Editor's Note, May 2011: The ASTER DEM is again free and is avaialble at the NASA WIST website.
This article has been popular since it was first posted almost ten years ago. At that time, the ASTER instrument was unknown to many people. I wrote the GEOTIFF4 application described herein because there were very few programs capable of handling HDF and the special Geotiff format that ASTER files utilized, and none that were both free and easy to use.
Since that time, ASTER DEM data, while not realizing its full potential due to lack of global coverage, has become more widely known and popular. Several GIS applications, including the free application MicroDem and 3DEM can handle ASTER DEM GeoTiff format with ease. I recommend that anyone interested in ASTER data investigate these applications carefully. I have recently modified GEOTIFF4 so that it will handle southern hemisphere data. This program may still be useful due to its simplicity and its ability to handle HDF format. The rest of the information in this article and the companion article that follows is current as far as I know. It will be interesting to see if ASTER remains as popular now that 90m SRTM data is finally available for much of the globe. (Release of the full resolution (30m) data outside of the United States was blocked by NIMA. However, the 90m data is a major advance over the 1km resolution DTED0 data referred to in the article.) The significantly superior resolution of ASTER data should ensure its importance as a useful GIS data source for some time to come.
At the time I wrote the article, there were only two sources of free international DEM data. The first is the 1 km DTED0 data available from NIMA (and the equivalent GTOPO30 data set available from USGS/EOS). The second was the reverse engineering approach of extracting DEMs from topo maps as described in my earlier article. Of course IKONOS and QuickBird commercial satellite imagery are (or will soon be, in the case of QuickBird) available, but although of excellent quality, this data is quite expensive. (The Digital Globe website quotes prices of $25/square kilometer. This equates to about $3,500 for a 1:24000 USGS quad.)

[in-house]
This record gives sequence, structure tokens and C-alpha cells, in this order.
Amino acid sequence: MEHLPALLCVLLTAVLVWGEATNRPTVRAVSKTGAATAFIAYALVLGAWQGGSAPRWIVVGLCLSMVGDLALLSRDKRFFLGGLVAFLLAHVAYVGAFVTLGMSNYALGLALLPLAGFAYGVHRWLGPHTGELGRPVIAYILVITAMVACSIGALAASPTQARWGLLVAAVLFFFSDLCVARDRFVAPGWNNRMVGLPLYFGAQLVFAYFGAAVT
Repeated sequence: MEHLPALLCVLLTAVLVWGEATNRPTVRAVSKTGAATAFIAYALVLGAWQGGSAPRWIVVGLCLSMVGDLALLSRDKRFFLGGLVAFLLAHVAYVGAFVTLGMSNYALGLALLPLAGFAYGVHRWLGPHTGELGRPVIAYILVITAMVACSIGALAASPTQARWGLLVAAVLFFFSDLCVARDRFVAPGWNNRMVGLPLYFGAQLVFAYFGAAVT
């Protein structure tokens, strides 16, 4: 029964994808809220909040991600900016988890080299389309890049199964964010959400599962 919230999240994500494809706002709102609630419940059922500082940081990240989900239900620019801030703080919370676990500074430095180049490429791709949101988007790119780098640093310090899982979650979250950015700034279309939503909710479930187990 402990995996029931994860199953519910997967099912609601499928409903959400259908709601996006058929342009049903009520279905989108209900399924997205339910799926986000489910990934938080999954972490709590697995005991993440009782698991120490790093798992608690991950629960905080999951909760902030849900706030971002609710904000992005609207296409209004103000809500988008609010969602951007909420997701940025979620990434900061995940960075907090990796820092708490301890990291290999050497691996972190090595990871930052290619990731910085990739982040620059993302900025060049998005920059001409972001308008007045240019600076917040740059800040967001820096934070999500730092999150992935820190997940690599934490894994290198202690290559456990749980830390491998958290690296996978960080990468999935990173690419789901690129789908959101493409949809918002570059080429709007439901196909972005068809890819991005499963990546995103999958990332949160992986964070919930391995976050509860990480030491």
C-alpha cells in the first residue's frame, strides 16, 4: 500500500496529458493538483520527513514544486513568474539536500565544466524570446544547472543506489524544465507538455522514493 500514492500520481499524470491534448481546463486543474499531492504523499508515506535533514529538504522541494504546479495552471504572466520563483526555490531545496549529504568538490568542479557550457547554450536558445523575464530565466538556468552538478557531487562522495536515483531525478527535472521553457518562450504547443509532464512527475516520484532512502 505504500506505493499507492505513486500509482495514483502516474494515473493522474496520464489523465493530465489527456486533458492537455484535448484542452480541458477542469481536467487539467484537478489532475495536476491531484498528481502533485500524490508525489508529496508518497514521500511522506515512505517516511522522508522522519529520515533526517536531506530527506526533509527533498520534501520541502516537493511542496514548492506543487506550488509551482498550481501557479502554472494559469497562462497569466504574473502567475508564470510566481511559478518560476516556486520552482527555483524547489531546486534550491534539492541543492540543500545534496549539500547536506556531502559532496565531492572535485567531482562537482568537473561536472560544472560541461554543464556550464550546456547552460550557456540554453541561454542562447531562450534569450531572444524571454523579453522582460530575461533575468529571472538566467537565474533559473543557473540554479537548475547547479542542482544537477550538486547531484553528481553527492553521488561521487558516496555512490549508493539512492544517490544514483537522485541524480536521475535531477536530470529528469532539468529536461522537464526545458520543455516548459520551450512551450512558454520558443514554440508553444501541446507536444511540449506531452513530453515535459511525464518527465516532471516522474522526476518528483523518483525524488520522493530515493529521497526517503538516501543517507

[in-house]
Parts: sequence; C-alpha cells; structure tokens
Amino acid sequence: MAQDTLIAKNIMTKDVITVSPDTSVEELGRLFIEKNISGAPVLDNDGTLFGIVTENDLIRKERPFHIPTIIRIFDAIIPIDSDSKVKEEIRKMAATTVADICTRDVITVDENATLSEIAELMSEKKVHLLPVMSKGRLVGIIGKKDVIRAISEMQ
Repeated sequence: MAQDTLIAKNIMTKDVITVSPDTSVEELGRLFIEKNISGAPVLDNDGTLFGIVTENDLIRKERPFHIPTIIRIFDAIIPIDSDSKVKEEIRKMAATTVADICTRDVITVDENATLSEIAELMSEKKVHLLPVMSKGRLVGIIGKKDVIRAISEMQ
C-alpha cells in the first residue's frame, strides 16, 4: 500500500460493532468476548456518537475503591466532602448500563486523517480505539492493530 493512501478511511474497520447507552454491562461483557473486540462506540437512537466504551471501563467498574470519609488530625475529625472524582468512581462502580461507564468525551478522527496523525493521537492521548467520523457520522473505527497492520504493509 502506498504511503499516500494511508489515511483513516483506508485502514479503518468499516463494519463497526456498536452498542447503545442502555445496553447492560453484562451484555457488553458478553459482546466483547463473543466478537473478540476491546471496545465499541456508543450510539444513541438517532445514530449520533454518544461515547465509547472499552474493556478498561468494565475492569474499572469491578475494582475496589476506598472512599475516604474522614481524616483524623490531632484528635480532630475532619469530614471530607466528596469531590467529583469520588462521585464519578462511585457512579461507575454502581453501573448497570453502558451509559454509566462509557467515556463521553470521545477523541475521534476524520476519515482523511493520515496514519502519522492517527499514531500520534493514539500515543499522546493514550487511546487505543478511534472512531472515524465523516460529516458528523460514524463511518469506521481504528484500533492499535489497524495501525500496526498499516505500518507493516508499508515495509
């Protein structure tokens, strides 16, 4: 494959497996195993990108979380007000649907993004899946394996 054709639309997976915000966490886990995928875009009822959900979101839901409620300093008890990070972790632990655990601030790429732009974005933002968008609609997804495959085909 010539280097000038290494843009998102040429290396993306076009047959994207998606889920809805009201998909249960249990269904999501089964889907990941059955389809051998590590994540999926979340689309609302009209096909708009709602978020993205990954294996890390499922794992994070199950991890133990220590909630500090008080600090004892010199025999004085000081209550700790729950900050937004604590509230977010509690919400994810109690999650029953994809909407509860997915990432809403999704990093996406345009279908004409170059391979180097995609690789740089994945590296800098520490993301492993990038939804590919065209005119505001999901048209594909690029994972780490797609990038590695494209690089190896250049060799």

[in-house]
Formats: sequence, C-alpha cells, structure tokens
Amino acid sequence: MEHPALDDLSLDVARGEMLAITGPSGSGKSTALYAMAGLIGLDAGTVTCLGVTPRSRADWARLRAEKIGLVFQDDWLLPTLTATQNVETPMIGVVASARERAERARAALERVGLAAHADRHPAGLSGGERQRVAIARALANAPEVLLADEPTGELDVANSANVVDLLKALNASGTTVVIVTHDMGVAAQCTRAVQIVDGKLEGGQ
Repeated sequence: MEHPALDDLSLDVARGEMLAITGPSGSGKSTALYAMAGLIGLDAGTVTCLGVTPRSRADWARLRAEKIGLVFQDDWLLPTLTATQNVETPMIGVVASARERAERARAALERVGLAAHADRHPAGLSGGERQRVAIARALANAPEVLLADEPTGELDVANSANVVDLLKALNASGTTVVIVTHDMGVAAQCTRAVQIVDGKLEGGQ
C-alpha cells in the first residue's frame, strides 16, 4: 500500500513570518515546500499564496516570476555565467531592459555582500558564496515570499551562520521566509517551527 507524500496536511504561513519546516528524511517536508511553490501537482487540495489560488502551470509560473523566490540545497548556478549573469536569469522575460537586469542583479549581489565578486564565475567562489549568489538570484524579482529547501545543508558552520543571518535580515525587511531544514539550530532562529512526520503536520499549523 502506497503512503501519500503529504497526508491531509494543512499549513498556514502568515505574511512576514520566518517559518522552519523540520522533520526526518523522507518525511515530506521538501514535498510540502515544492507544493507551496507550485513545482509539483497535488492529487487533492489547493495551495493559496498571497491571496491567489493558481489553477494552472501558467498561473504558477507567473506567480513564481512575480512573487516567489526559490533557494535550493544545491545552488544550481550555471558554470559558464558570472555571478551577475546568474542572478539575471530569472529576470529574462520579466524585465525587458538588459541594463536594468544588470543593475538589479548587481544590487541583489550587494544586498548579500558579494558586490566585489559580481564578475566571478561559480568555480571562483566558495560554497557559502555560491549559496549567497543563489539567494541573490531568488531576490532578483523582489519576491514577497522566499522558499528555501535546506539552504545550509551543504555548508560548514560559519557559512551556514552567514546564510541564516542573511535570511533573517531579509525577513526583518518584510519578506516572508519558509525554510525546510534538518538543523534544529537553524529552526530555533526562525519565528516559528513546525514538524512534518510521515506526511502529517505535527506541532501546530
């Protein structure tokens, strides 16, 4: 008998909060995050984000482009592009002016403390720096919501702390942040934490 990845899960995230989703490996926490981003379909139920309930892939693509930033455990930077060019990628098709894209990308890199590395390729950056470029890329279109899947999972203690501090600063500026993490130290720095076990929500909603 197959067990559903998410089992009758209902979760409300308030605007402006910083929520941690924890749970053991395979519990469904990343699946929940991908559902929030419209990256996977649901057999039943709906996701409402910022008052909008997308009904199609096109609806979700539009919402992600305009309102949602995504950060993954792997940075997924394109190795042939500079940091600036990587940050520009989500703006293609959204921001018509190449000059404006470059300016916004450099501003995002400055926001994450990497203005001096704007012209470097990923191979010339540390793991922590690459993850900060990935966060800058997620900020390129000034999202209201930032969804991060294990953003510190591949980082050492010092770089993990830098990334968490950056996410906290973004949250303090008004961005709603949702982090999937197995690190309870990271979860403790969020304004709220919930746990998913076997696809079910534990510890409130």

Since that time, two other very popular sources of DEM data have become available. In 2000, the Space Shuttle flew one of its most useful missions ever. STS 99 used a 60m boom to collect stereoscopic radar imagery for all of the earth between 56 degrees south and 60 degrees north latitude. Although intentionally degraded to 90m resolution, SRTM data has become the global standard for free DEM topographic data. However, there is another source of international DEM data that is somewhat less well known: ASTER (Advanced Spaceborne Thermal Emission and Reflection Radiometer). The quality of this data is generally good, with a resolution of 30m. The ASTER GDEM product is available for free at the NASA WIST website.
ASTER is an imaging instrument that is flying on the TERRA satellite launched in December 1999 as part of NASA's Earth Observing System (EOS). ASTER represents a revolution in the remote sensing community because of the availability of its imagery and its superior resolution. ASTER resolution ranges from 15m to 90m, depending on the wavelength. The instrument records in three bands: the Visible and Near Infrared (VNIR ), the Short-wave Infrared (SWIR ), and the Thermal Infrared (TIR ), oriented on the nadir and backward looking. There are 14 spectral bands all together spanning the visible and infrared spectra, so the sensor is susceptible to cloud cover and cannot record images at night.